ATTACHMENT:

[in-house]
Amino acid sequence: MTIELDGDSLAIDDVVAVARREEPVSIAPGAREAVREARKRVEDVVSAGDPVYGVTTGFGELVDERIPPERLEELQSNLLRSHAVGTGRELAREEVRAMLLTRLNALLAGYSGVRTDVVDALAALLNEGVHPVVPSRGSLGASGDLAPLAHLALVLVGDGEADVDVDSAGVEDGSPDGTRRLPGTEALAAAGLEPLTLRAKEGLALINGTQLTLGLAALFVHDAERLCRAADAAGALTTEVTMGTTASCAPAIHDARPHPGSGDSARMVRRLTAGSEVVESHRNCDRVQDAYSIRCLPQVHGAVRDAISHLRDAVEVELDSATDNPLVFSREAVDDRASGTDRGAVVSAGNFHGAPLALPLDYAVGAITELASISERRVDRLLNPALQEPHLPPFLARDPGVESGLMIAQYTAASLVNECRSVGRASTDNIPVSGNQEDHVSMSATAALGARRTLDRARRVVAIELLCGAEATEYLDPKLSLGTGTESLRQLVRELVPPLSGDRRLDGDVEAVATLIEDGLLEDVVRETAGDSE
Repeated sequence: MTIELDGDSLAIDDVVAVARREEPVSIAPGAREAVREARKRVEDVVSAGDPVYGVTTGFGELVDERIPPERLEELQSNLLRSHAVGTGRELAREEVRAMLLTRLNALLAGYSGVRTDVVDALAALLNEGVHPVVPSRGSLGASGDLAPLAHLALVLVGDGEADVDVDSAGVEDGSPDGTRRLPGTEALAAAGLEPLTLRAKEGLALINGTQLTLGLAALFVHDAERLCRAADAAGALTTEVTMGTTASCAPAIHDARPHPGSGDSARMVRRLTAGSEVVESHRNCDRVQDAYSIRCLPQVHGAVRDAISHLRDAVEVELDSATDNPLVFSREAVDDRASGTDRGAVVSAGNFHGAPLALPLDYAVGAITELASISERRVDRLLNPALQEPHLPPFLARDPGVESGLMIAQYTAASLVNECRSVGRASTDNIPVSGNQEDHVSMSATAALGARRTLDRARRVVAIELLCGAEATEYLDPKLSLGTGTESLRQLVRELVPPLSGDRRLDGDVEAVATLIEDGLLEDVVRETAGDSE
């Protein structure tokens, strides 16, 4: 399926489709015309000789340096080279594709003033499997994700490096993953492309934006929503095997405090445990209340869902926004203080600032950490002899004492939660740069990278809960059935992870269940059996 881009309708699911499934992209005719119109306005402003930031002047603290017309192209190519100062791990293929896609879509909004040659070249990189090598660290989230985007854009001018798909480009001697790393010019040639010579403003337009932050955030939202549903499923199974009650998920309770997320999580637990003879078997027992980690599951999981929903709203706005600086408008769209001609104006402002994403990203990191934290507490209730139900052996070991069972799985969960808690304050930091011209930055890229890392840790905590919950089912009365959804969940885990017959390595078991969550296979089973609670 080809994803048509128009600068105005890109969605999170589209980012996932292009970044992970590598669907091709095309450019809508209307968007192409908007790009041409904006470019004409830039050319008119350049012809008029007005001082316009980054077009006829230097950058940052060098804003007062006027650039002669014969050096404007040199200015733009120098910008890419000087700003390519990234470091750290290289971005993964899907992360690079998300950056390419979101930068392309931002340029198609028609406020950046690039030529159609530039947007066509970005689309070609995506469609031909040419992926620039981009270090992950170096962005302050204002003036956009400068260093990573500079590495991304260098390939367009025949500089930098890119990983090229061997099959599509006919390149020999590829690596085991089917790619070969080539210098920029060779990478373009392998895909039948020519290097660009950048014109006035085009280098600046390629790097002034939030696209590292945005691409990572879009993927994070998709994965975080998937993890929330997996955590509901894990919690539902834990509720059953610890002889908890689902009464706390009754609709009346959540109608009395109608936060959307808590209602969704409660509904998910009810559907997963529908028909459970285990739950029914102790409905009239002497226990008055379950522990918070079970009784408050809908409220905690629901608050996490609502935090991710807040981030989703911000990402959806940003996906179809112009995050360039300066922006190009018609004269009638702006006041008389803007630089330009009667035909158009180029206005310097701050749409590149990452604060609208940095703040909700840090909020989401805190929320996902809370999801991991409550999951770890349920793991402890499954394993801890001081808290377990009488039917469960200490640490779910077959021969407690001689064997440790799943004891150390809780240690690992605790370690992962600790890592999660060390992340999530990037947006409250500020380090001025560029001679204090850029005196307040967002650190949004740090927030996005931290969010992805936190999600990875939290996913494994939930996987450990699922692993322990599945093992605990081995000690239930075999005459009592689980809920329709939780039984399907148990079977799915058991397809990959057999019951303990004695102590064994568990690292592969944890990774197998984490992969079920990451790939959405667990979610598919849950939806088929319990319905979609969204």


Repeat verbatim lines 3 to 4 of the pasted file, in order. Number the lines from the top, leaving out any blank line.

Repeated sequence: MTIELDGDSLAIDDVVAVARREEPVSIAPGAREAVREARKRVEDVVSAGDPVYGVTTGFGELVDERIPPERLEELQSNLLRSHAVGTGRELAREEVRAMLLTRLNALLAGYSGVRTDVVDALAALLNEGVHPVVPSRGSLGASGDLAPLAHLALVLVGDGEADVDVDSAGVEDGSPDGTRRLPGTEALAAAGLEPLTLRAKEGLALINGTQLTLGLAALFVHDAERLCRAADAAGALTTEVTMGTTASCAPAIHDARPHPGSGDSARMVRRLTAGSEVVESHRNCDRVQDAYSIRCLPQVHGAVRDAISHLRDAVEVELDSATDNPLVFSREAVDDRASGTDRGAVVSAGNFHGAPLALPLDYAVGAITELASISERRVDRLLNPALQEPHLPPFLARDPGVESGLMIAQYTAASLVNECRSVGRASTDNIPVSGNQEDHVSMSATAALGARRTLDRARRVVAIELLCGAEATEYLDPKLSLGTGTESLRQLVRELVPPLSGDRRLDGDVEAVATLIEDGLLEDVVRETAGDSE
């Protein structure tokens, strides 16, 4: 399926489709015309000789340096080279594709003033499997994700490096993953492309934006929503095997405090445990209340869902926004203080600032950490002899004492939660740069990278809960059935992870269940059996 881009309708699911499934992209005719119109306005402003930031002047603290017309192209190519100062791990293929896609879509909004040659070249990189090598660290989230985007854009001018798909480009001697790393010019040639010579403003337009932050955030939202549903499923199974009650998920309770997320999580637990003879078997027992980690599951999981929903709203706005600086408008769209001609104006402002994403990203990191934290507490209730139900052996070991069972799985969960808690304050930091011209930055890229890392840790905590919950089912009365959804969940885990017959390595078991969550296979089973609670 080809994803048509128009600068105005890109969605999170589209980012996932292009970044992970590598669907091709095309450019809508209307968007192409908007790009041409904006470019004409830039050319008119350049012809008029007005001082316009980054077009006829230097950058940052060098804003007062006027650039002669014969050096404007040199200015733009120098910008890419000087700003390519990234470091750290290289971005993964899907992360690079998300950056390419979101930068392309931002340029198609028609406020950046690039030529159609530039947007066509970005689309070609995506469609031909040419992926620039981009270090992950170096962005302050204002003036956009400068260093990573500079590495991304260098390939367009025949500089930098890119990983090229061997099959599509006919390149020999590829690596085991089917790619070969080539210098920029060779990478373009392998895909039948020519290097660009950048014109006035085009280098600046390629790097002034939030696209590292945005691409990572879009993927994070998709994965975080998937993890929330997996955590509901894990919690539902834990509720059953610890002889908890689902009464706390009754609709009346959540109608009395109608936060959307808590209602969704409660509904998910009810559907997963529908028909459970285990739950029914102790409905009239002497226990008055379950522990918070079970009784408050809908409220905690629901608050996490609502935090991710807040981030989703911000990402959806940003996906179809112009995050360039300066922006190009018609004269009638702006006041008389803007630089330009009667035909158009180029206005310097701050749409590149990452604060609208940095703040909700840090909020989401805190929320996902809370999801991991409550999951770890349920793991402890499954394993801890001081808290377990009488039917469960200490640490779910077959021969407690001689064997440790799943004891150390809780240690690992605790370690992962600790890592999660060390992340999530990037947006409250500020380090001025560029001679204090850029005196307040967002650190949004740090927030996005931290969010992805936190999600990875939290996913494994939930996987450990699922692993322990599945093992605990081995000690239930075999005459009592689980809920329709939780039984399907148990079977799915058991397809990959057999019951303990004695102590064994568990690292592969944890990774197998984490992969079920990451790939959405667990979610598919849950939806088929319990319905979609969204």